Eat Pray Love author Elizabeth Gilbert recently wrote on her Facebook wall a screed against the word “Balance” and how it’s become (in her mind anyway, so every freakin’ female incapable of independent thought should get in line behind her — baaah-aaaaah) synonymous with “perfection.”

Eff that. Eff Gilbert.

I couldn’t disagree more and here’s why: “balance” to me simply means: NOT FALLING OVER. It doesn’t mean perfection. It doesn’t mean “flawless” — it means maintaining your stability amidst the tempest. Not your BEST stability. Not your PERFECT stability; just freakin’ maintaining it: not falling down.

I’m really surprised by her take on this actually. It sounded so whiney. I believe, with all my heart, that achieving some semblance of balance — no matter what the context — is winning at life. It’s not “fake it ’til you make it” bullshit (which is absolutely the most horrid advice ever), it’s about standing in the storm and learning how to dance in the rain.

Heaven forbid Gilbert become the next Oprah. (I call dibs on first predicting this. I will be the Nostradamus of flawed popular prophets.)

Gilbert is far from self-actualized (and then I am too when I get mad about this) when she spouts off about balance.

Balance is our friend. Balance is our barometer. When you feel off-balance, you get to slow down and check out where you’re heavier or lighter on a matter. If you feel pulled-upon or put-upon. It’s good… Balance is … ugh.

Gilbert. NnnnNNNnnnnnn. Shut up.

Back to the quote (speaking of being off-balance): self-talk. Be nicer to yourself.

See if you can get yourself to speak the ugly things about yourself out loud. And then look around you at all you have and all you are and all you have achieved, and laugh at the ugly thoughts.

That inner talk, that ugly talk is garbage. Set it out on Tuesdays and Fridays and leave it for the truck. Seriously: write it down, then tear it up and leave it for the trash service.

Thank you.

(ps – this was way more than 500 words. i blame liz gilbert.)

 

 

30 Days of Jung — Day 27: #Happiness #Balance #Humility #Survival #Thrive #Costco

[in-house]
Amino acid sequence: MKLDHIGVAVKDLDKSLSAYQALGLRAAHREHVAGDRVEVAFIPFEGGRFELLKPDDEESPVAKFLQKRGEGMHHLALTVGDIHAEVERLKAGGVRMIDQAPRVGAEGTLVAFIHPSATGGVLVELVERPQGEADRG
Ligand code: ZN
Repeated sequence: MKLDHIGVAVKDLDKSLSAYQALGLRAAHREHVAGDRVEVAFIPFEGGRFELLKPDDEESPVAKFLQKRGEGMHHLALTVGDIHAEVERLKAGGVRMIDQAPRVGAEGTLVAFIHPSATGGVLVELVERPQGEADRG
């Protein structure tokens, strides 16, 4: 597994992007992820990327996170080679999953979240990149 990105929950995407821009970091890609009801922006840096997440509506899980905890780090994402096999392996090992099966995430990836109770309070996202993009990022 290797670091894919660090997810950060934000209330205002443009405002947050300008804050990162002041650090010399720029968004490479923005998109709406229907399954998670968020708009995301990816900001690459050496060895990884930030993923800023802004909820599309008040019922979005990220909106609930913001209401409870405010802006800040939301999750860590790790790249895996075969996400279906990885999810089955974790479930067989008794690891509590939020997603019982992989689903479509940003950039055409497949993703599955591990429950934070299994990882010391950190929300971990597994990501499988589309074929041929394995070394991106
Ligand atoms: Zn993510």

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I can’t help it. This quote makes me smile and think we’re all gonna be alright after all, like the theme song of the “Mary Tyler Moore Show.”

Welcome to Day 27 of “30 Days of Jung,” my series, wherein (soon, I will start repeating myself, like now) I take a famous quote of Carl G. Jung‘s and try to make sense or refute or invert or disembowel it or where I turn into a heaping pile of mush because of it in 1,000 words or less.

If you don’t know who Jung is, he formulated the theories of introverted and extroverted personalities, the stages of individuation, the basis of the “Meyers-Briggs” personality (INFJ / ESFJ, etc.) tests. He’s the “father” of modern-day psychoanalysis. In short, he’s a badass. But he’s dead, so he can’t be with us today.

Here is today’s:

“There are as many nights as days, and the one is just as long as the other in the year’s course. Even a happy life cannot be without a measure of darkness, and the word ‘happy’ would lose its meaning if it were not balanced by sadness.”

― C.G. Jung

I am very late with today’s post; a good 12 hours late. It’s OK though because real life has taken over in a big way and as much as I’ve been enjoying this little “therapy retreat” as one of my favorite readers called it, all good things must end and soon, we will be at our end here with this Jungian journey.

My, what a ride is has been though, huh? I will have no choice but to write a retrospective when all is said and done in a few days. Then I’m off to begin phase 1 of my yoga training; I sense that my brain is the perfect amount of mush now and is ready to take in even more woo-woo, as Kelly DeBie and Lillian Connelly and I call it.